National Alliance for Self-Determination agrees to focus on ensuring that Catalans can vote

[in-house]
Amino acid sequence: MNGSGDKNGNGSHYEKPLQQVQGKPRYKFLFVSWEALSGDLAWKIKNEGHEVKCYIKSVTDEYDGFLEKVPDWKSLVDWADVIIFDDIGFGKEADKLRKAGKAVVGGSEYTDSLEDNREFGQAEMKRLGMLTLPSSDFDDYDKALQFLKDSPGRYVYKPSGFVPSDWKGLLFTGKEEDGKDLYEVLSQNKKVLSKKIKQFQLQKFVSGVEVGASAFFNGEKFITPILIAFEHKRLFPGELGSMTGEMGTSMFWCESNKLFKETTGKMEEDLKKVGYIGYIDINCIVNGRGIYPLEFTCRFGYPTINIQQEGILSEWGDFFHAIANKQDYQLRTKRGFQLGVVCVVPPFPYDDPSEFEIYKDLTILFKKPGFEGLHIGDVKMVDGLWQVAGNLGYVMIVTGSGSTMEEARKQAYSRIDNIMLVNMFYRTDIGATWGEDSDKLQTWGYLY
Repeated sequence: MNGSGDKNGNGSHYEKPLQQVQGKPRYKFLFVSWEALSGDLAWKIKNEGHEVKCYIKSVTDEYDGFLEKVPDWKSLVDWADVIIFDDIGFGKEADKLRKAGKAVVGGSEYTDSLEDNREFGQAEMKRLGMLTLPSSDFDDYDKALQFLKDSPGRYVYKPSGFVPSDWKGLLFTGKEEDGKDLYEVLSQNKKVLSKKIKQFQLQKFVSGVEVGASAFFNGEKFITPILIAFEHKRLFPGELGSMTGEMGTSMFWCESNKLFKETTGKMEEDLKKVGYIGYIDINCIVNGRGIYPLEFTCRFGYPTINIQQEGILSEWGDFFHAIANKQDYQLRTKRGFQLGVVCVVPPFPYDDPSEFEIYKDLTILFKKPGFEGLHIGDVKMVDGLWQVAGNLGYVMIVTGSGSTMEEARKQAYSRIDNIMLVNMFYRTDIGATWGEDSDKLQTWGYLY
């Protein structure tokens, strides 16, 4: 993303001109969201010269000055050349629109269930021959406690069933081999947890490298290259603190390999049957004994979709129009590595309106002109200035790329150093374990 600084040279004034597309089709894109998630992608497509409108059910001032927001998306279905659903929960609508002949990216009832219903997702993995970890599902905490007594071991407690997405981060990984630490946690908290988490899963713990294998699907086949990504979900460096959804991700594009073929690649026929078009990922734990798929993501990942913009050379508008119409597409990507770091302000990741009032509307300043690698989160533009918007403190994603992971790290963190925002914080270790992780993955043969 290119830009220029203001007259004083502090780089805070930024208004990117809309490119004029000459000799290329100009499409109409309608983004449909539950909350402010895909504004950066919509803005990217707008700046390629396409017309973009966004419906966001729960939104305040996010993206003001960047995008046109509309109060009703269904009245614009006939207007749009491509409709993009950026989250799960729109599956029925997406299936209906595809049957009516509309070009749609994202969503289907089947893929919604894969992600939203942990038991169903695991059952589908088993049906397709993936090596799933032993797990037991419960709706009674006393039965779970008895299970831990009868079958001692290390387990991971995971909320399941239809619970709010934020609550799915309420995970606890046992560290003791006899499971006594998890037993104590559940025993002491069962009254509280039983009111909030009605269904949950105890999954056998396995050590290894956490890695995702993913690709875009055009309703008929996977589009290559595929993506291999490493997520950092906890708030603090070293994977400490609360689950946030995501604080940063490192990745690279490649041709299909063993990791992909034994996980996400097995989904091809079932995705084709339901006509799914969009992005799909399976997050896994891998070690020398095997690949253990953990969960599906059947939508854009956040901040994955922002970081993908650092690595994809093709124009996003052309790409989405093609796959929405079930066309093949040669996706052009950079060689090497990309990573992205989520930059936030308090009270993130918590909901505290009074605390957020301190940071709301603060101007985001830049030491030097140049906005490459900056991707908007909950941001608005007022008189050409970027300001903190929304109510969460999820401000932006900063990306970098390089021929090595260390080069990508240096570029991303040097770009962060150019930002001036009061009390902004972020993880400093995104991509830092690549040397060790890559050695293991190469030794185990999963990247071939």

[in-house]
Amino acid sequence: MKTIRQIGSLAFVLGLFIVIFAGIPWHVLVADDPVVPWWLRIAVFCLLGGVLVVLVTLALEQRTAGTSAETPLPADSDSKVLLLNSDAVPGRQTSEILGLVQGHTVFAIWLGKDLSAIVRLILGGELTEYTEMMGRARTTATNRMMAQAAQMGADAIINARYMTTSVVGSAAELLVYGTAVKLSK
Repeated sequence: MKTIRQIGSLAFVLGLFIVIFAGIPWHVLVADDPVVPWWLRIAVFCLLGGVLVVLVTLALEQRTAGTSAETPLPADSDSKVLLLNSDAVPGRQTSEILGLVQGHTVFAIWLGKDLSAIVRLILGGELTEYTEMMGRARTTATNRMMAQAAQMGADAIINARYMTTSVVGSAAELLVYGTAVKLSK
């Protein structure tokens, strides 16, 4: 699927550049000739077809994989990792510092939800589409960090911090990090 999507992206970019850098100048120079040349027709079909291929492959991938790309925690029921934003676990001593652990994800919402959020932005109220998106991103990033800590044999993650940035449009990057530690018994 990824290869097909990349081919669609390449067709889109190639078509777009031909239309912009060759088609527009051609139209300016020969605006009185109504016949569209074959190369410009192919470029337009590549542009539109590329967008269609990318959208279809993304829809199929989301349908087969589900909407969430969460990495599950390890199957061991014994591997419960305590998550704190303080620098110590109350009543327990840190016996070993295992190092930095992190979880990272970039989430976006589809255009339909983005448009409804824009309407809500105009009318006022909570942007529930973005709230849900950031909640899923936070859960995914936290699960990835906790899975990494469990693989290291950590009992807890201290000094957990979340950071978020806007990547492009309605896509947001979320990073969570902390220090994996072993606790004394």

The second meeting of the so-called National Alliance for the Right to Self-Determination of Catalonia (Pacte Nacional pel Dret a Decidir) has agreed to focus their efforts on making it possible for Catalans to vote on their own collective future. More than 1,500 organisations are part of this Alliance, including institutions, political parties, trade unions, business organisations, professional associations, NGOs, cultural organisations and political pressure groups. Not all the participating organisations back independence from Spain, but they all fully support Catalonia’s right to decide on its future as nation. In the last few months, many organisations have joined the Alliance, which had its first meeting in June. On Wednesday they analysed the current situation and have agreed to campaign for the right to hold a free and democratic self-determination vote, putting specific ideologies aside.